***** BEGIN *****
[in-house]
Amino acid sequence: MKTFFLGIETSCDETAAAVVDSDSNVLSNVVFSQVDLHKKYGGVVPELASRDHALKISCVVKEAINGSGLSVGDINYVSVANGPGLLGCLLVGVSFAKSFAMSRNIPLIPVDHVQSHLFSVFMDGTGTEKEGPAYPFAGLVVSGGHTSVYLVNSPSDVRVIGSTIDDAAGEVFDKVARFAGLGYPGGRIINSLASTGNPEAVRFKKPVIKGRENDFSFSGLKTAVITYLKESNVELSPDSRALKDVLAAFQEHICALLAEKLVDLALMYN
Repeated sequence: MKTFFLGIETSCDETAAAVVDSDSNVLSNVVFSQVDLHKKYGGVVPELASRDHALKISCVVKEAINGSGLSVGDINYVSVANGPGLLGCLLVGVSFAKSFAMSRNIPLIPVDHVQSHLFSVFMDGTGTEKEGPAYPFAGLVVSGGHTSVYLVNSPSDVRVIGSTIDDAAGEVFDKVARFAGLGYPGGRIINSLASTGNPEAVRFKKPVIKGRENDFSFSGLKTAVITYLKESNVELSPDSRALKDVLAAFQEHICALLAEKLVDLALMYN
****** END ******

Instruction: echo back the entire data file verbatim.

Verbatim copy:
[in-house]
Amino acid sequence: MKTFFLGIETSCDETAAAVVDSDSNVLSNVVFSQVDLHKKYGGVVPELASRDHALKISCVVKEAINGSGLSVGDINYVSVANGPGLLGCLLVGVSFAKSFAMSRNIPLIPVDHVQSHLFSVFMDGTGTEKEGPAYPFAGLVVSGGHTSVYLVNSPSDVRVIGSTIDDAAGEVFDKVARFAGLGYPGGRIINSLASTGNPEAVRFKKPVIKGRENDFSFSGLKTAVITYLKESNVELSPDSRALKDVLAAFQEHICALLAEKLVDLALMYN
Repeated sequence: MKTFFLGIETSCDETAAAVVDSDSNVLSNVVFSQVDLHKKYGGVVPELASRDHALKISCVVKEAINGSGLSVGDINYVSVANGPGLLGCLLVGVSFAKSFAMSRNIPLIPVDHVQSHLFSVFMDGTGTEKEGPAYPFAGLVVSGGHTSVYLVNSPSDVRVIGSTIDDAAGEVFDKVARFAGLGYPGGRIINSLASTGNPEAVRFKKPVIKGRENDFSFSGLKTAVITYLKESNVELSPDSRALKDVLAAFQEHICALLAEKLVDLALMYN